• The application command. Notice that symbolic constants are used in the example. The resource definition file includes resource.h, where these constants are defined.
  • The keyword VIRTKEY means the first entry is a virtual-key code. The other option is to use ASCII characters.
  • Optional modifiers: ALT, CONTROL, or SHIFT.

If you use ASCII characters for shortcuts, then a lowercase character will be a different shortcut than an uppercase character. (For example, typing 'a' might invoke a different command than typing 'A'.) That might confuse users, so it is generally better to use virtual-key codes, rather than ASCII characters, for shortcuts.

Loading the Accelerator Table

The resource for the accelerator table must be loaded before the program can use it. To load an accelerator table, call the LoadAccelerators function.


    HACCEL hAccel = LoadAccelerators(hInstance, MAKEINTRESOURCE(IDR_ACCEL1));


Call this function before you enter the message loop. The first parameter is the handle to the module. (This parameter is passed to your WinMain function. For details, see WinMain: The Application Entry Point.) The second parameter is the resource identifier. The function returns a handle to the resource. Recall that a handle is an opaque type that refers to an object managed by the system. If the function fails, it returns NULL.

You can release an accelerator table by calling DestroyAcceleratorTable. However, the system automatically releases the table when the program exits, so you only need to call this function if you are replacing one table with another. There is an interesting example of this in the topic Creating User Editable Accelerators.

Translating Key Strokes into Commands

An accelerator table works by translating key strokes into WM_COMMAND messages. The wParam parameter of WM_COMMAND contains the numeric identifier of the command. For example, using the table shown previously, the key stroke CTRL+M is translated into a WM_COMMAND message with the value ID_TOGGLE_MODE. To make this happen, change your message loop to the following:


    MSG msg;
    while (GetMessage(&msg, NULL, 0, 0))
    {
        if (!TranslateAccelerator(win.Window(), hAccel, &msg))
        {
            TranslateMessage(&msg);
            DispatchMessage(&msg);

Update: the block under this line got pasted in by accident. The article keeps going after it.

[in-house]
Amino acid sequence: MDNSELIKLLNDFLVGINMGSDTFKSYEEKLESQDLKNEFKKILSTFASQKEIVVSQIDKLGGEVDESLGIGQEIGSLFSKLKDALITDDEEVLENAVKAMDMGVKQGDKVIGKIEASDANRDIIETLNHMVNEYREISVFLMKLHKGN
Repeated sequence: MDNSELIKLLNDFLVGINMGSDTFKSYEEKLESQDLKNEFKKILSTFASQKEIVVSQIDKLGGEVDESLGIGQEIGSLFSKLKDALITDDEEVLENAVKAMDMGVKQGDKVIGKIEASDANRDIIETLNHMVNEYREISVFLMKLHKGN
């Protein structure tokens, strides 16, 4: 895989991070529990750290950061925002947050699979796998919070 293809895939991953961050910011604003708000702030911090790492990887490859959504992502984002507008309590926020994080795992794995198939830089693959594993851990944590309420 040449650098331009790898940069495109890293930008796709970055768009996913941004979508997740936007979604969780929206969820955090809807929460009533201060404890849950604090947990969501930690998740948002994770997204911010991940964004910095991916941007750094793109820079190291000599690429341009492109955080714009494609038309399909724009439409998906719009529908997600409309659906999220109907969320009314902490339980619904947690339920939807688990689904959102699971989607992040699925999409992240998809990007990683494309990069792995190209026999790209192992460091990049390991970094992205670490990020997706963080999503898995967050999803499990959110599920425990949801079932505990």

}
    }


This code adds a call to the TranslateAccelerator function inside the message loop. The TranslateAccelerator function examines each window message, looking for key-down messages. If the user presses one of the key combinations listed in the accelerator table, TranslateAccelerator sends a WM_COMMAND message to the window. The function sends WM_COMMAND by directly invoking the window procedure. When TranslateAccelerator successfully translates a key stroke, the function returns a non-zero value, which means you should skip the normal processing for the message. Otherwise, TranslateAccelerator returns zero. In that case, pass the window message to TranslateMessage and DispatchMessage, as normal.

Here is how the drawing program might handle the WM_COMMAND message:


    case WM_COMMAND:
        switch (LOWORD(wParam))
        {
        case ID_DRAW_MODE:
            SetMode(DrawMode);
            break;

        case ID_SELECT_MODE:
            SetMode(SelectMode);
            break;

        case ID_TOGGLE_MODE:
            if (mode == DrawMode)
            {
                SetMode(SelectMode);
            }
            else
            {
                SetMode(DrawMode);
            }
            break;
        }
        return 0;



This code assumes that SetMode is a function defined by the application to switch between the two modes. The details of how you would handle each command obviously depend on your program.

Next

Setting the Cursor Image

 

 

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Build date: 10/5/2010